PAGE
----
Tuesday, July 30, 2013

Your Daily 5 Questions...My Answers (Part Two)

Yesterday I posted part one of the questions fellow teachers have been e-mailing me regarding Daily 5.  Today is part two!

I'm a 4th grade reading/language arts teacher. I want to use the Daily Five/cafe format this year, but I have some questions. I'm required to take 2 grades per week for reading, grammar, and spelling. What do you take grades on? Also, do you use basals or chapter books during your comprehension lessons?

One of the hardest things I struggled with when I first started Daily 5 & CAFE was grades.  I went from a ton of grades each week (from silly busy work) to nothing!  Luckily, I am not required to take two per week, but I might have a solution for you.  I do take an effort grade.  We did Marzano training a few years ago, and one of the strategies is effort.  Together with my students, we create an effort rubric.  It is very simple 4,3,2,1 where 4=100%, 3=75%, and so forth.  At the end of each Daily 5 round, I call students' names and have them give me their effort.  For the most part, students are pretty honest about their effort.  If I suspect a student of inflating their effort, I choose to watch them closely during the next round.  I typically pick out 4-5 students each round to really watch (while I'm doing groups) to see if their effort is what it should be.  I tally the effort grades at the end of each week and average them for my grade book.  Daily 5 effort accounts for 10% of the total reading grade in my grade book.  I also do weekly reading response journals (modeled after the letters Donalyn Miller discusses in The Book Whisperer).  My district has one grade for reading, writing, and spelling, so the reading response journals account for 25% of the grade.  You could also have students turn in their weekly word work for a grade.  My students have to complete a SAW (Sort, Alphabetize, Write sentences) during their word work each week.  

How many students do you teach? 

In the past, I have taught my homeroom and my teaching partner's homeroom reading, language arts, and spelling.  There were 30 students (give or take a few) in each class.  My reading block for each class was about 2 hours and 15 minutes long.  This year, however, I have chosen to stay self-contained and see what that is like!

Does each of your students have a book box in your classroom?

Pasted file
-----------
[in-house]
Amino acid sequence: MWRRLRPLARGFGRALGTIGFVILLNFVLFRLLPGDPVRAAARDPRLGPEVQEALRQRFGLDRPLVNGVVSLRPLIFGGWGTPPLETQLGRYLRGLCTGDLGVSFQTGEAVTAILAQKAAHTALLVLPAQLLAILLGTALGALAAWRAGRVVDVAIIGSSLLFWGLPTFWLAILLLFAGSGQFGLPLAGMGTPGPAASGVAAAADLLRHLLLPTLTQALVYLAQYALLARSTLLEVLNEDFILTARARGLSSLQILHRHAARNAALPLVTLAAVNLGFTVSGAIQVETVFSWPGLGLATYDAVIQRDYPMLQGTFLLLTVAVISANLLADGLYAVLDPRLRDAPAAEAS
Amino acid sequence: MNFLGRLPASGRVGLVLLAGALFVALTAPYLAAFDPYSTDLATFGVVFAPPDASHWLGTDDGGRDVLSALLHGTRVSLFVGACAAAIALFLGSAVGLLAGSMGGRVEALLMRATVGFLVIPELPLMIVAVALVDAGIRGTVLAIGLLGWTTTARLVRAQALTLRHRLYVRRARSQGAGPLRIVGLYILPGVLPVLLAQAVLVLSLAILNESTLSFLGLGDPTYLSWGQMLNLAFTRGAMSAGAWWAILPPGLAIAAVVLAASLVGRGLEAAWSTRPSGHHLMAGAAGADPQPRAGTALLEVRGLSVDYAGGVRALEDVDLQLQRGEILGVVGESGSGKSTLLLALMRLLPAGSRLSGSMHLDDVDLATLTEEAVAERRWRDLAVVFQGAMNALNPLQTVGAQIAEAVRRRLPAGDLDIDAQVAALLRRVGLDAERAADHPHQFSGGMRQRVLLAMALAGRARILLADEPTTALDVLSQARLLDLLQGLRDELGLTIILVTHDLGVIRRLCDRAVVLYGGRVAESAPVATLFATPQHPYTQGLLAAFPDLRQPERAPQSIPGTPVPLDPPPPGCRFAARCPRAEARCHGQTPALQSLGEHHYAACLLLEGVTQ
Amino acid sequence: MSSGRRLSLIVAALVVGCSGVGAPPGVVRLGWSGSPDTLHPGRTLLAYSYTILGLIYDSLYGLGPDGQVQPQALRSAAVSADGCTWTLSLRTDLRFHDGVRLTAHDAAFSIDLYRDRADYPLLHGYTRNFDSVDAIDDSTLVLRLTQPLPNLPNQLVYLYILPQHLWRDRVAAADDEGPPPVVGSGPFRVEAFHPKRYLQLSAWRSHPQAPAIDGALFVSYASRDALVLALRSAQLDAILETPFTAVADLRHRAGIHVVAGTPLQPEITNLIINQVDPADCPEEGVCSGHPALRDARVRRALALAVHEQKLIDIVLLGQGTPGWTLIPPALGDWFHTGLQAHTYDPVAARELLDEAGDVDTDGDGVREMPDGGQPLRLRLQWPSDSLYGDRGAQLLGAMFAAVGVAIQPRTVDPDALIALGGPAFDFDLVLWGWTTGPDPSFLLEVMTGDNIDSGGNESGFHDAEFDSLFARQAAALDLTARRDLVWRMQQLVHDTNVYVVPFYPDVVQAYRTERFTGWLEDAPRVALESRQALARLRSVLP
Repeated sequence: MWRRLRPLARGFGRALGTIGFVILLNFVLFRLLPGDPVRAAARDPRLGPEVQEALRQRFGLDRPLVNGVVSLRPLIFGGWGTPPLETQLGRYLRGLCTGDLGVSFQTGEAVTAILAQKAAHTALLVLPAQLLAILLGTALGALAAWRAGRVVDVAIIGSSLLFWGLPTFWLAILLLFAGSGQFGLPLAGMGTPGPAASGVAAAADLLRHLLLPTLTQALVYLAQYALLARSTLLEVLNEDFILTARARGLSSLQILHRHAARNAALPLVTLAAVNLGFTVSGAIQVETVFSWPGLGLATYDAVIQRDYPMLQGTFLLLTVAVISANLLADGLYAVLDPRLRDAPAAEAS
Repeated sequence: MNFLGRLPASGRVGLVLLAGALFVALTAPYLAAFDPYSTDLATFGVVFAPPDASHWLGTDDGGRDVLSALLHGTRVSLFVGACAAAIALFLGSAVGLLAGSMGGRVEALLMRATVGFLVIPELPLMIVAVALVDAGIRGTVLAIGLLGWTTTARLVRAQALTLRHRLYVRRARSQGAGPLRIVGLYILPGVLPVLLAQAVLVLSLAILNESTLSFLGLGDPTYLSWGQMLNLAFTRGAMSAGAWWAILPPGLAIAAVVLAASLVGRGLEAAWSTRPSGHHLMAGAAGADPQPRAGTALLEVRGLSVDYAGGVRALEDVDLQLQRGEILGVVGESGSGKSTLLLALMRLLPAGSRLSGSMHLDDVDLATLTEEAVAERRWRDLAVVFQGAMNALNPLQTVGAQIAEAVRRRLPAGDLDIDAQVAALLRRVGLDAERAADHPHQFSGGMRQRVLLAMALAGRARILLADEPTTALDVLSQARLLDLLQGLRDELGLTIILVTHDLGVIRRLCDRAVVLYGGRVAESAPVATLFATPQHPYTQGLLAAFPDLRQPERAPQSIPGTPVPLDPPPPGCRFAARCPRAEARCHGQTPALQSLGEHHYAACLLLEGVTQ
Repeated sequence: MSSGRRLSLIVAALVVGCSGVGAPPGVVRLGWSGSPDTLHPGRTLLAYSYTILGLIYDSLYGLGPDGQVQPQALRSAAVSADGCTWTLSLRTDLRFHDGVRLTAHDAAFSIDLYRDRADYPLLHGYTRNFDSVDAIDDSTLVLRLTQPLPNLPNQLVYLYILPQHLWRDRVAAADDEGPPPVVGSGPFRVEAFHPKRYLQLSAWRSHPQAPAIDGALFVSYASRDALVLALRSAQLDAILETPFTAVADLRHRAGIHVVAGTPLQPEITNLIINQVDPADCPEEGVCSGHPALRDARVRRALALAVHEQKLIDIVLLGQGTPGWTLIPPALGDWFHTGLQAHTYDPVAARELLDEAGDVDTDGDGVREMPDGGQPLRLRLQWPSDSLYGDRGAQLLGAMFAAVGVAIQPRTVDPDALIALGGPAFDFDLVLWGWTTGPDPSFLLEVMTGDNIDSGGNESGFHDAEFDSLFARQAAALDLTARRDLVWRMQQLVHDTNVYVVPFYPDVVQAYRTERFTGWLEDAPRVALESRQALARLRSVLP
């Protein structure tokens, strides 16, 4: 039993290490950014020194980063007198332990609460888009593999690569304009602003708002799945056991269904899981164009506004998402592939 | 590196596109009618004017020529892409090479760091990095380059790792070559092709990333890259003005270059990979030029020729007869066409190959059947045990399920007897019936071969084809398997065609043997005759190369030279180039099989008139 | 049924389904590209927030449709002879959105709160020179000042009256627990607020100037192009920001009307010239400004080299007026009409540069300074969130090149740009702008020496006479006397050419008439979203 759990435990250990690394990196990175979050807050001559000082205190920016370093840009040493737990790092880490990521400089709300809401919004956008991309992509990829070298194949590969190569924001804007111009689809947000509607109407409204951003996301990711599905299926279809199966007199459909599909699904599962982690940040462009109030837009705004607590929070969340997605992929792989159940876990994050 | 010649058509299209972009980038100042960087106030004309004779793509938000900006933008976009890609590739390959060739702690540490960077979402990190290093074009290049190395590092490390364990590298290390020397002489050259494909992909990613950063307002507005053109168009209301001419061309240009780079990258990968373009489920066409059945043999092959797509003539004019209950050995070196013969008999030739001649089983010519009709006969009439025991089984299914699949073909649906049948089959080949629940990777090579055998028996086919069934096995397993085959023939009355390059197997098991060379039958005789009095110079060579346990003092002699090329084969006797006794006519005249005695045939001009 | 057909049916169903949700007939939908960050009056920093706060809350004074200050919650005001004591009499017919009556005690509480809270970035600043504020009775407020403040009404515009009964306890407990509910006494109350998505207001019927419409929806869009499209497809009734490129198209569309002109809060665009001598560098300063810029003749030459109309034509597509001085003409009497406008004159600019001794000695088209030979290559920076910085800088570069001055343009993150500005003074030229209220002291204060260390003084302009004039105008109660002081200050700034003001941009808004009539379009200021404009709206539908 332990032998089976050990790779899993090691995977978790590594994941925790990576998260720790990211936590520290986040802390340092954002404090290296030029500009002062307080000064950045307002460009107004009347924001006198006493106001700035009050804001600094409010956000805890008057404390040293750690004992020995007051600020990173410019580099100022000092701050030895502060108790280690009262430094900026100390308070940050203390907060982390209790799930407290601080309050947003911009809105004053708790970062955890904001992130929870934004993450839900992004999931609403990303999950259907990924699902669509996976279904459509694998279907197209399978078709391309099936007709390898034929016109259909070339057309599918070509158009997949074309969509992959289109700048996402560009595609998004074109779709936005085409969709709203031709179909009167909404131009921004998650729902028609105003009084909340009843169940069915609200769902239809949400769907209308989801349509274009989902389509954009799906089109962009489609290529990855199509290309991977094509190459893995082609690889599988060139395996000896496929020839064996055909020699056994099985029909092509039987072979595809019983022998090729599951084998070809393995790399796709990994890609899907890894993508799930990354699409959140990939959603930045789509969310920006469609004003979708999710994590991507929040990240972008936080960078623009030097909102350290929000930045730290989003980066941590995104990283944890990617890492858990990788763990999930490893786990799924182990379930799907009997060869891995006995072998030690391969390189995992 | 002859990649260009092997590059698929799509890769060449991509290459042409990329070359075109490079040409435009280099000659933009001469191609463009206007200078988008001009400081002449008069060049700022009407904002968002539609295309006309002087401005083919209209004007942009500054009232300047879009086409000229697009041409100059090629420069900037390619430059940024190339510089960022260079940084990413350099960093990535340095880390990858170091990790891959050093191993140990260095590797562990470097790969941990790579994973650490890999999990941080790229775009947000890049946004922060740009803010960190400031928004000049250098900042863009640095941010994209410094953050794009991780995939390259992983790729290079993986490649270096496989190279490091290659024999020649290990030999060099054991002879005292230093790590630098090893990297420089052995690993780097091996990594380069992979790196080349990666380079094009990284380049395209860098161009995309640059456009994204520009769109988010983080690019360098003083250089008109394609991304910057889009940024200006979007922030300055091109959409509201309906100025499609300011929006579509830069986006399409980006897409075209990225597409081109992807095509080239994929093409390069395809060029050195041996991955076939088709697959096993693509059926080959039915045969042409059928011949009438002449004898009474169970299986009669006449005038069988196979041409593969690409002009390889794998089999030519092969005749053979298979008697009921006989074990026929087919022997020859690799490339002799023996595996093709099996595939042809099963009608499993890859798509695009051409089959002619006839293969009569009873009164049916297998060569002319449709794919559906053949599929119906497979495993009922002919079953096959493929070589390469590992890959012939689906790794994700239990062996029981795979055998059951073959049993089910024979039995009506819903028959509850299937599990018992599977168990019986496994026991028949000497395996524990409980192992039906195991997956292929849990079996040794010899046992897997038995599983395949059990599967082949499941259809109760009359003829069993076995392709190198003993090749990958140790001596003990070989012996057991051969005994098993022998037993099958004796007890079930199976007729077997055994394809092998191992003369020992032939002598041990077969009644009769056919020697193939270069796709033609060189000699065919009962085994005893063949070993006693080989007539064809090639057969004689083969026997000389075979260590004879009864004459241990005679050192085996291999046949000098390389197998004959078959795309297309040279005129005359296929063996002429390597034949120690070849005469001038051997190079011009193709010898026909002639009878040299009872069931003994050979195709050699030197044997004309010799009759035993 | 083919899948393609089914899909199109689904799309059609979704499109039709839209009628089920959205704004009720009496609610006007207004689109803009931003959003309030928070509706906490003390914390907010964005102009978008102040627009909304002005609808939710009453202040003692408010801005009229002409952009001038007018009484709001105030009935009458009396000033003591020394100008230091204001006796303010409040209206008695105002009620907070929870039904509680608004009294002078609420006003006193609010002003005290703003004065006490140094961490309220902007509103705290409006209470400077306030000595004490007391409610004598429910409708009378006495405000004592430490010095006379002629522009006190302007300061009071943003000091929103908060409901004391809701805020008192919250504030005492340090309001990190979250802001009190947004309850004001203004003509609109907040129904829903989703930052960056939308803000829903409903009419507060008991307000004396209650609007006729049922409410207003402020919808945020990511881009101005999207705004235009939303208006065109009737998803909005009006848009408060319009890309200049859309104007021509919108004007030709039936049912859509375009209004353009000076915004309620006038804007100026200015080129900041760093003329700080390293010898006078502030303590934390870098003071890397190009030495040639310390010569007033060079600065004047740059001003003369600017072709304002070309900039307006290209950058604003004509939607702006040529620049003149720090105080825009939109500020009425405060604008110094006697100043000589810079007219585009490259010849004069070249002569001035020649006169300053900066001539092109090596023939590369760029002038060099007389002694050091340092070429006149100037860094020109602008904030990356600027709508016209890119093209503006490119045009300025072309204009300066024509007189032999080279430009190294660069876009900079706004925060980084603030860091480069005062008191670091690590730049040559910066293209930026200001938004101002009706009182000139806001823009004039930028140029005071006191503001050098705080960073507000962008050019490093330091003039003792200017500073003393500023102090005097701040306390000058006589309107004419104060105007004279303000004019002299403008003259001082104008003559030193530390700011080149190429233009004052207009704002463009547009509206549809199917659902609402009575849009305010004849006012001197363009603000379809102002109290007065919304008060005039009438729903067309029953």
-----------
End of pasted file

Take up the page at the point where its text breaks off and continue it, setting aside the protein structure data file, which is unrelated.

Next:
My students do not have book boxes because I do not have room for storage.  Plus, I wanted my students to be able to take their books to their other class.  I used reusable grocery bags for a few years, where students were supposed to store their books, journal, and reading binder, but I was finding it was also becoming a trash can.  I took those away, then went to gallon ziploc bags.  Eventually, I just gave everything up and expected my fourth graders to be responsible and bring everything with them that they needed to my class. This year, being self-contained, I'm going to try book boxes if my school will order them for me.  

Do you teach anther subject with reading? We will teach social studies and reading.

My district recently adopted Good Habits, Great Readers as a series.  I do not use it religiously, but I do use the guided reading books and lessons as part of my strategy groups. This series is strategy-based, so it does fit somewhat nicely with Daily 5.  I am very anti-basal.  Prior to this adoption, I did not even have basals in my classroom.  I created lessons based on the strategies/standards I was teaching.  

The first year I switched with my teaching partner, I taught reading, writing, spelling, and social studies.  She only taught math and science, though, so it was a little uneven. We eventually made it so I taught reading, writing, and spelling while she taught math, science, and social studies.  She only did science and social studies on alternating days, however.   

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